Figure 1. Angiogram from a patient with a juvenile nasopharyngeal angiofibroma (JNA) demonstrating subtle anastomosis between the external and internal carotid arteries via the Vidian artery. The left internal maxillary artery (white arrow) supplies a JNA as demonstrated by the left external carotid artery (ECA) injection (A) and the left internal carotid artery (ICA) injection with reflux (B). A Vidian artery is noted (white arrowheads) in the early arterial phase left ICA injection on lateral (B) and anteroposterior (C) injections. Faint opacification of the tumor arises from the Vidian artery in the capillary phase of the same ICA injection (D). Post-embolization ECA injection (E) demonstrates complete devascularization. Post-embolization, the Vidian artery opacification is attenuated (F).
In addition to architecture, blood flow patterns can be important. The rate of tumor opacification can be used to characterize the tumor demand. Higher demand tumors may be more susceptible to congestion after embolization, and additionally this feature may be important in surgical planning to reduce blood loss. Intra-tumoral shunting is also important in embolization planning. Embolization techniques will need to be tailored to the degree of venous shunting to avoid unintended embolic material migration or distal embolization into the venous system.
Pertinent Vascular Anatomy of Head and Neck Tumors
Branches of the external carotid artery are invariably involved with extra-cranial tumors and extra-axial intra-cranial tumors, mainly meningiomas. Middle meningeal and accessory meningeal arteries arising from the internal maxillary artery supply the meninges over the frontal, parietal, and temporal lobes. Trans-osseous branches of occipital arteries may also be recruited for large meningiomas. Posterior meningeal branches arising from the vertebral artery may supply the meningiomas of the posterior fossa. The anterior falcine artery arising from the ophthalmic artery may feed the parafalcine meningiomas located anteriorly. Olfactory groove meningioma may derive blood supply from bilateral ethmoidal arteries.
Nasopharyngeal tumors such as JNA and paragangliomas may derive blood supply from branches of the external carotid artery, specifically the sphenopalatine arteries. Paragangliomas such as glomus jugulare and carotid body tumors may be sustained by branches of the ascending pharyngeal artery. Tympanic paragangliomas and schwannomas are supplied by branches of the ascending pharyngeal, occipital, middle meningeal arteries, as well as the extra-cranial branches of the vertebral artery.
Large tumors may “parasitize” nearby vasculature or pre-existing anastomotic connections may undergo dramatic enlargement due to flow demand. Olfactory groove or temporal tip meningiomas may derive blood supply from branches of the internal carotid artery such as meningo-hypophyseal trunk or the superior hypophyseal artery. Tumors of nasopharynx may recruit internal carotid artery branches including the infero-lateral trunk or vidian artery. Similarly, tumors of the middle or cerebello-pontine angle may be supplied by branches of the anterior inferior cerebellar artery.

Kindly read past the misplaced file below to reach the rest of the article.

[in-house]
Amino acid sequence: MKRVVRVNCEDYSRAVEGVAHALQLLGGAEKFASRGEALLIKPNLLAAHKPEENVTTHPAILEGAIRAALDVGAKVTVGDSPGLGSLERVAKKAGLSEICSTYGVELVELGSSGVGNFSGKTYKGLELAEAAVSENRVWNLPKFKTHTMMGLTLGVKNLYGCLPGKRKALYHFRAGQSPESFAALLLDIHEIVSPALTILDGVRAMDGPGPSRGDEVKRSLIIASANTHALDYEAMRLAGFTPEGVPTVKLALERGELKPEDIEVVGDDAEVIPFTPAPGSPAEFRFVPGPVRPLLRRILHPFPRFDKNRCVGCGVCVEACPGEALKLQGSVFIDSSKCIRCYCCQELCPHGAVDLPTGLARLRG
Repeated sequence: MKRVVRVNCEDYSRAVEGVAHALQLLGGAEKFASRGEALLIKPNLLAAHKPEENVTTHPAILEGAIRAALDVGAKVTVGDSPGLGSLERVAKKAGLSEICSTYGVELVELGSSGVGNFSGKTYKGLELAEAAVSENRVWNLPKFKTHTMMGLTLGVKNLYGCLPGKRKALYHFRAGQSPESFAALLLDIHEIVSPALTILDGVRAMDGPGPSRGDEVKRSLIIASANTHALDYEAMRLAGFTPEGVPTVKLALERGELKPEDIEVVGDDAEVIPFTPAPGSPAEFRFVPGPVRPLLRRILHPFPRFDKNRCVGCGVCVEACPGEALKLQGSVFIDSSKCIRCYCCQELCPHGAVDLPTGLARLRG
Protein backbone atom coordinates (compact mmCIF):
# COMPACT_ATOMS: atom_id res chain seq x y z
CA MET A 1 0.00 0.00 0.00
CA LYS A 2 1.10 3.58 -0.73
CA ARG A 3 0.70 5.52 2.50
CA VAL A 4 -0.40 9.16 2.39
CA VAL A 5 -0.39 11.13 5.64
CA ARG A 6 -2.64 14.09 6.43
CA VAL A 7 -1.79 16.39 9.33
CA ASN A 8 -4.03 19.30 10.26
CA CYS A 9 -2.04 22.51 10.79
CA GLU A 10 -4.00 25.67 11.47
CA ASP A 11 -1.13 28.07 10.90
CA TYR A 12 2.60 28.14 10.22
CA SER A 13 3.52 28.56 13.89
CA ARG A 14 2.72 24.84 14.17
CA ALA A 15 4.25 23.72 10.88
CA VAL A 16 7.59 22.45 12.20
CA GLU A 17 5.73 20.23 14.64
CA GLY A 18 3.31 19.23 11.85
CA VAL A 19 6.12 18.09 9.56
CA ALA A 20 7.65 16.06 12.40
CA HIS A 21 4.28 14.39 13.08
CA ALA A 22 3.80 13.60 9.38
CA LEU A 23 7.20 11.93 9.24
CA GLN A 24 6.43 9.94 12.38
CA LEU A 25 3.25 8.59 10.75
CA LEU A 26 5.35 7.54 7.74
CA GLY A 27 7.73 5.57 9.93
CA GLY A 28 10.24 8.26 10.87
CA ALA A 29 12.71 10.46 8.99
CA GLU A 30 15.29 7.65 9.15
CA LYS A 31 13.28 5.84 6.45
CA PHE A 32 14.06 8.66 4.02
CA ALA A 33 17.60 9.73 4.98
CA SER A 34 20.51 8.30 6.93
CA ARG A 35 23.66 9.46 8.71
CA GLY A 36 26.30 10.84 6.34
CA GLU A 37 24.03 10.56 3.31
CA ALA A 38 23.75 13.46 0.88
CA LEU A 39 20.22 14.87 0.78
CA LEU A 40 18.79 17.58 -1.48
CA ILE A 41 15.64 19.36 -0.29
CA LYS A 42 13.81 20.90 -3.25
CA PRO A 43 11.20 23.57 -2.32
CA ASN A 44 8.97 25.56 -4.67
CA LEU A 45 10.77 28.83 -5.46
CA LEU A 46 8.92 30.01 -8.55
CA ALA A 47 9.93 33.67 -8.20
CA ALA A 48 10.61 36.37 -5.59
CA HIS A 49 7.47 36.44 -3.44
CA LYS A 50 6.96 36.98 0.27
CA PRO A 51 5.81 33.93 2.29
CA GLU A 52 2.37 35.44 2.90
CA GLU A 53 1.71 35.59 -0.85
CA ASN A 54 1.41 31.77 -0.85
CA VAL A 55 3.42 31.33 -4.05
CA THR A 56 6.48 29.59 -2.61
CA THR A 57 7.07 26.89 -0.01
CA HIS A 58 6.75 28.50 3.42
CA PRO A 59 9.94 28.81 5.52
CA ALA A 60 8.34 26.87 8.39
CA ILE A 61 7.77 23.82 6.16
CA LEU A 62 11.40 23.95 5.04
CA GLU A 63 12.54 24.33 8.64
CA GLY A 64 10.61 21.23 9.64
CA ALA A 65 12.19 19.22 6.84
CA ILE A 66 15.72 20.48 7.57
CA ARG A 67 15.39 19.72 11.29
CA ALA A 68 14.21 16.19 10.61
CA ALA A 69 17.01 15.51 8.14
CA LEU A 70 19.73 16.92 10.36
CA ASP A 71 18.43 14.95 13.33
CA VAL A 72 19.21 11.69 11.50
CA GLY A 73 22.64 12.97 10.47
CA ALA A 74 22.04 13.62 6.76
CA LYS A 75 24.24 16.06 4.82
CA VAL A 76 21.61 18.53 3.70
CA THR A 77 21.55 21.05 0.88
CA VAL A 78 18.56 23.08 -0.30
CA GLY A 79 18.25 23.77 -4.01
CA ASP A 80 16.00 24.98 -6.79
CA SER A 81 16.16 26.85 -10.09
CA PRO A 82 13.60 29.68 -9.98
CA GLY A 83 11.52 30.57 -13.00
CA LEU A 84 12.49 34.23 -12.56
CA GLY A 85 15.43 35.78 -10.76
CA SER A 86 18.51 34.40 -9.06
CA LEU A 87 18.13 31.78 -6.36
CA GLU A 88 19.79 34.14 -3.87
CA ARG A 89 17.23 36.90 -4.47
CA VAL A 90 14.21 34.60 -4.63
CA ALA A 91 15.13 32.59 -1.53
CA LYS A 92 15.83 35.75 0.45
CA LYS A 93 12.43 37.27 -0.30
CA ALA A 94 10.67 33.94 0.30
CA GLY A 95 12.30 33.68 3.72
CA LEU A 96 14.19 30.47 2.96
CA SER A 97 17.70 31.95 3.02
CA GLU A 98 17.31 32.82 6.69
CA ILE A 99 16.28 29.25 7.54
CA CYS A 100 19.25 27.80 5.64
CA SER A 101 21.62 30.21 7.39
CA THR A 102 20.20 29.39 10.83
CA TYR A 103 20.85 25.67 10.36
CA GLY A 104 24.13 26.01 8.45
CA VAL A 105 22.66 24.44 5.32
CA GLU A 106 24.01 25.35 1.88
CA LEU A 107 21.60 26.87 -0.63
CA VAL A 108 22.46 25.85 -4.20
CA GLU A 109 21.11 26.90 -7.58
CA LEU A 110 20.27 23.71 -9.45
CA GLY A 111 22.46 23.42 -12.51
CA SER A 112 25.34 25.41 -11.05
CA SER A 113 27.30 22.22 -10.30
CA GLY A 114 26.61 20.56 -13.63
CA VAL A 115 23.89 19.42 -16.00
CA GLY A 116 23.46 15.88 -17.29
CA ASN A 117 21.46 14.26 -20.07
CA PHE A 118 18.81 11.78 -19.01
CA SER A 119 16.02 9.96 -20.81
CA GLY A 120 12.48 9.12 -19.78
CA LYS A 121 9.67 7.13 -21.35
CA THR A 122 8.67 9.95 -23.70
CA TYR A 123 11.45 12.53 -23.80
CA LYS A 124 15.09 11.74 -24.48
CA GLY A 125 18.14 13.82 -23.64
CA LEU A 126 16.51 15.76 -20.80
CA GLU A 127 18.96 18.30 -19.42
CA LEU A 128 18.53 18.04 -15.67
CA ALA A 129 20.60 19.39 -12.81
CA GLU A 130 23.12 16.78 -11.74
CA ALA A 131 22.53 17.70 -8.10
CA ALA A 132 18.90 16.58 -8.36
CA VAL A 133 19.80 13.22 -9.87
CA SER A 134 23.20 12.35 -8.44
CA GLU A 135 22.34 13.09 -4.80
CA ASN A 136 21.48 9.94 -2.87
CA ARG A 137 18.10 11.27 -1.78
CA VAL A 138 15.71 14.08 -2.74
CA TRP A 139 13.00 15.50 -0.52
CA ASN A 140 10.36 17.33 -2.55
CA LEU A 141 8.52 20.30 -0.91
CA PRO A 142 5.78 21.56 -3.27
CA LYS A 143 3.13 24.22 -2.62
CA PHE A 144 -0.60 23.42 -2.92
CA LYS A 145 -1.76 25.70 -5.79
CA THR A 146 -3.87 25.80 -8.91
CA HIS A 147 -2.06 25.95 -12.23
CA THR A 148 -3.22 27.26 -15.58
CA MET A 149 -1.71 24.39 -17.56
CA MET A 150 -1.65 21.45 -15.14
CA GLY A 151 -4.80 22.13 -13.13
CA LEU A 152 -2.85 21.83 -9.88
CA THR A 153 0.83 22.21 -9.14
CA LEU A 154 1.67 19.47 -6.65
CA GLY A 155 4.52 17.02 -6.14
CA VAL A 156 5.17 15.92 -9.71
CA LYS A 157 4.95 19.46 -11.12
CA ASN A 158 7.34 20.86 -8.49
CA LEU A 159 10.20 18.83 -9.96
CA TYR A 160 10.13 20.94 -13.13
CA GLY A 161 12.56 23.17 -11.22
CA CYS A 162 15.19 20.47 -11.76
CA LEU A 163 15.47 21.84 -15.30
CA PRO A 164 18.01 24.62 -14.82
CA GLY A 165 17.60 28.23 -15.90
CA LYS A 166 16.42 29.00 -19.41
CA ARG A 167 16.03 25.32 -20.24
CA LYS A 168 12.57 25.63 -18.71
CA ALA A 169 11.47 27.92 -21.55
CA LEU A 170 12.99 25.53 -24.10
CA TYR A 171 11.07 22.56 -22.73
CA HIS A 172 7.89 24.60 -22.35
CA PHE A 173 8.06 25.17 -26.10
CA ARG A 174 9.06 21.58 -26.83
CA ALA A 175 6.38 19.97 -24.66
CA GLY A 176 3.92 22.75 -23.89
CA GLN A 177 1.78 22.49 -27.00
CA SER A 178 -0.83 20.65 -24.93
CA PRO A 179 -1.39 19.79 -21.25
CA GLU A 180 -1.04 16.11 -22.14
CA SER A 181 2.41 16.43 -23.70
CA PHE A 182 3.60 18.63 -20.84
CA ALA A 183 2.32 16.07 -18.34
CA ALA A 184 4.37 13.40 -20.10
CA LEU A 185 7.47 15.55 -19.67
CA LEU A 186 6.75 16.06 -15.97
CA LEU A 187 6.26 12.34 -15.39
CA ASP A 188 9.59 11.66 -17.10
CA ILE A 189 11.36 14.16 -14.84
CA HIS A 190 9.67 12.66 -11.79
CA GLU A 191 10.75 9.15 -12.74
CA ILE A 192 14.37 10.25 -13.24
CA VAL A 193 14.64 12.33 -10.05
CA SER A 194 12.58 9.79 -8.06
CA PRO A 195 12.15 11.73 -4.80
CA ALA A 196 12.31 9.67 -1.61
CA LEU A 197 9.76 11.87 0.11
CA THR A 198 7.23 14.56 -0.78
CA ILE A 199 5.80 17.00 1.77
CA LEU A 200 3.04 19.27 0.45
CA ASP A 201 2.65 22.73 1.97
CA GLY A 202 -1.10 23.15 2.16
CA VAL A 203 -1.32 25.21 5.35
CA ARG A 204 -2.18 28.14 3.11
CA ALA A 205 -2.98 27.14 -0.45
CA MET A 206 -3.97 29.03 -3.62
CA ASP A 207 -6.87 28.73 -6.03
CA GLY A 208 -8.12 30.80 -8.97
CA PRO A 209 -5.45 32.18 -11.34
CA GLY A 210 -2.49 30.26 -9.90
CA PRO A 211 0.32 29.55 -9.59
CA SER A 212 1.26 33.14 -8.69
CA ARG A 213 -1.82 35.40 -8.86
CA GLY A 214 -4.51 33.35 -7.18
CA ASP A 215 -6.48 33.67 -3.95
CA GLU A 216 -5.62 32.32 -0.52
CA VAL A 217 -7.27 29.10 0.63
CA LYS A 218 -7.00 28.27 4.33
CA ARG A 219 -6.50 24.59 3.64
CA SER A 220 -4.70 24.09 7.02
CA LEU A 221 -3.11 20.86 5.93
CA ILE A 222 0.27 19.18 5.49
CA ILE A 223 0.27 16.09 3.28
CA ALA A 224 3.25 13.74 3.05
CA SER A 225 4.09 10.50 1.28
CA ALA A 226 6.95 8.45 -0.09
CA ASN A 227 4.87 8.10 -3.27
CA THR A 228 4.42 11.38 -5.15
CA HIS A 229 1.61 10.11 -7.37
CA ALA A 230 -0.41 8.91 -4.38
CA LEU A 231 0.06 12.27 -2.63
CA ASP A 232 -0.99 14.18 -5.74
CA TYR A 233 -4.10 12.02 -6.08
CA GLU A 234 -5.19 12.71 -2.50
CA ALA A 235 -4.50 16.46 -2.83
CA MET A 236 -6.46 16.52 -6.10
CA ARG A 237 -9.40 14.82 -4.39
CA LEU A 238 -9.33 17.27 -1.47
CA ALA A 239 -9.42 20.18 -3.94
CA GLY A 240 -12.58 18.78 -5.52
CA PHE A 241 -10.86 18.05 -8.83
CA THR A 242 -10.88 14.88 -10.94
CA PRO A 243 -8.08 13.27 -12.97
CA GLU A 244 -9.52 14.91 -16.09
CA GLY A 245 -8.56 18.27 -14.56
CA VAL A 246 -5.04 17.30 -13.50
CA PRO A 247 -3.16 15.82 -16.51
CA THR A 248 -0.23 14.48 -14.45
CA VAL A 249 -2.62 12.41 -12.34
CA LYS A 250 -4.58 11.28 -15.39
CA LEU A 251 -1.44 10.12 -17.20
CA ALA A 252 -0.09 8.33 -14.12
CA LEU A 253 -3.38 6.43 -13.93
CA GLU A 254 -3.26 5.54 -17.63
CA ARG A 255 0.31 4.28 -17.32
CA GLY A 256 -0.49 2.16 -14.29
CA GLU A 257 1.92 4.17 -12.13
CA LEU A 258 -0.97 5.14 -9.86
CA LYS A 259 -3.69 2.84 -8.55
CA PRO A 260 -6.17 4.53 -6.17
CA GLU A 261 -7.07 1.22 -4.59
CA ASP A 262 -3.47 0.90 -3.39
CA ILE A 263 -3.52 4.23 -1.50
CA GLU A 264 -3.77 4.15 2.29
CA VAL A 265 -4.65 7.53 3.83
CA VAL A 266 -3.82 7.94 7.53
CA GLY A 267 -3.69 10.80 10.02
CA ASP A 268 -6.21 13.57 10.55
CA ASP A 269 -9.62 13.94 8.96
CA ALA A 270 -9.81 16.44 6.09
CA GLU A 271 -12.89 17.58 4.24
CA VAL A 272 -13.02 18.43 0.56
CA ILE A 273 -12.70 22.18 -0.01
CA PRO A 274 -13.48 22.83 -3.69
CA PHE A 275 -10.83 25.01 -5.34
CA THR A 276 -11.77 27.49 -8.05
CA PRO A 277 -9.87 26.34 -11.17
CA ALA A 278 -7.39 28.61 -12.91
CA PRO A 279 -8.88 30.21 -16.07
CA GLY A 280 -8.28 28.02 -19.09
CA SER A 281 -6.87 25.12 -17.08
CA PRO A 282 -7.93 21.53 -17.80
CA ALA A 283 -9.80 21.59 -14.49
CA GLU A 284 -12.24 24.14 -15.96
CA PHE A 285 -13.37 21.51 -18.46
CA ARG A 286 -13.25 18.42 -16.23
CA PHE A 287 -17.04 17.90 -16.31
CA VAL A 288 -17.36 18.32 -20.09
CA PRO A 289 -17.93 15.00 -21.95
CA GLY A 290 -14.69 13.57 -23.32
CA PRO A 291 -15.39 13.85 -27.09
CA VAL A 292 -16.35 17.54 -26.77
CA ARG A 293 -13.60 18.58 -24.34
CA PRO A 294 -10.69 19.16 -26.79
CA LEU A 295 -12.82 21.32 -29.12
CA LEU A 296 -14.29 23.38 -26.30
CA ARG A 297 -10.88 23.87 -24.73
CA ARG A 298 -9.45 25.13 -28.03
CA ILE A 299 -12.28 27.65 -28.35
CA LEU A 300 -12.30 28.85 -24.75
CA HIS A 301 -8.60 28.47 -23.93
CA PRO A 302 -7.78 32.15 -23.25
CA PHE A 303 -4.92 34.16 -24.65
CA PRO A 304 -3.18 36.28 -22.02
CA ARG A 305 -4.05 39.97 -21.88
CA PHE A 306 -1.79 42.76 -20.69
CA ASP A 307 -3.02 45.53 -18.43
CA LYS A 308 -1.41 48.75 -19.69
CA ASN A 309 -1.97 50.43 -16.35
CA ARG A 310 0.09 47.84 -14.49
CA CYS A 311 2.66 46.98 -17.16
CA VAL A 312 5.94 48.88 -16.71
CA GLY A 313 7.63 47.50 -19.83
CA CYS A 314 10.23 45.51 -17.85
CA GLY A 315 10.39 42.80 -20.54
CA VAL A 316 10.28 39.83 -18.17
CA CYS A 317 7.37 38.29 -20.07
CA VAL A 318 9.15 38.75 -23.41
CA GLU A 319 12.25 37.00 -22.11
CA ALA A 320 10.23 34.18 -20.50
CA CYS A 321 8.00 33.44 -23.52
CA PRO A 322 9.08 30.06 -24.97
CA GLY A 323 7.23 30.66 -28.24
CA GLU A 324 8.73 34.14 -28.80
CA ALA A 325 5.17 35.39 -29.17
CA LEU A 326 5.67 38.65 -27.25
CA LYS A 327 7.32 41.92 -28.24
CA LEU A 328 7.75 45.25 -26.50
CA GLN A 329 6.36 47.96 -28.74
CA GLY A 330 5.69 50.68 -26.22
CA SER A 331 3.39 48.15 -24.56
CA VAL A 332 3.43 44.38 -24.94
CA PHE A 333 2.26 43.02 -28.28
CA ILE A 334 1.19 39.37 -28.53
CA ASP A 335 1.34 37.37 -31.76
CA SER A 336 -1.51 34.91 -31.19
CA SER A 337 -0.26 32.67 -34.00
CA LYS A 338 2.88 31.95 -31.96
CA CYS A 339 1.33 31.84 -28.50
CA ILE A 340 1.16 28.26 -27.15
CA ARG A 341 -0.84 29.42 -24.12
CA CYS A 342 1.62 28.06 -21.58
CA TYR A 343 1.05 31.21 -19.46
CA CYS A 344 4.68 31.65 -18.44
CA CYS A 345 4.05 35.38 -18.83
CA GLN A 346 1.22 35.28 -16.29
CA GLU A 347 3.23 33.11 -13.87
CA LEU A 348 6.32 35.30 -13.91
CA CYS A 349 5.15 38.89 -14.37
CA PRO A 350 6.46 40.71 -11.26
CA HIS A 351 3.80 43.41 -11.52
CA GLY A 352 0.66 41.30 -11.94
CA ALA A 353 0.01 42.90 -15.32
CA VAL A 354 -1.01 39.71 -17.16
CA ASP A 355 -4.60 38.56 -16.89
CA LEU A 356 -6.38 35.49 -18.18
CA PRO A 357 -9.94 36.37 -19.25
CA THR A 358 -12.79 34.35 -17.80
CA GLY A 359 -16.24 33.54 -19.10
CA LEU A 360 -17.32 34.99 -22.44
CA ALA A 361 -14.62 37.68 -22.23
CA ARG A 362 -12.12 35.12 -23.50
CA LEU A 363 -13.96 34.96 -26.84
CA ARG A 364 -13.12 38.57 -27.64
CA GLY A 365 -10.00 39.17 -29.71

Internal carotid artery supply is less common, but may play an important role in vascular supply through branches including the ophthalmic artery and ethmoidal branches, infero-lateral trunk, meningo-hypophyseal trunk, and mandibulovidian arteries.
Principles of Embolization
Tumor embolization will devascularize the tumor and can be used adjunctively with surgical resection or as a palliative measure. Optimal embolization results in tumor devascularization with no visualization of intra-tumoral opacification while avoiding unintended vessel occlusion. Pre-operative tumor embolization for hypervascular neoplasms results in improved surgical outcome, reduced intraoperative blood loss, and facilitates tumor resection (Zahringer et al., 2005). The following guidelines are suggested as indications for tumor embolization: (1) to control surgically inaccessible arterial feeders, (2) to decrease surgical morbidity by reducing blood loss, (3) to shorten the operative procedure time, (4) to increase the chances of complete surgical resection, (5) to decrease the risk of damage to adjacent normal tissue, (6) to relieve intractable pain, (7) to decrease expected tumor recurrence, and (8) to allow better visualization of the surgical field with decreased overall surgical complication (American Society of Interventional and Therapeutic Neuroradiology, 2001).
A thorough understanding of the vessel supply, hemodynamic characteristics, venous outflow patterns, and anastomoses is essential for safe and effective treatment. A strong knowledge of regional vascular anatomy is important as complex vascular variations can often be encountered in head and neck tumors. All possible anastomoses should be comprehensively explored prior to embolization. Particular focus should be placed on identifying ECA to ICA anastomoses that carry potential for devastating unintended intra-cranial embolization.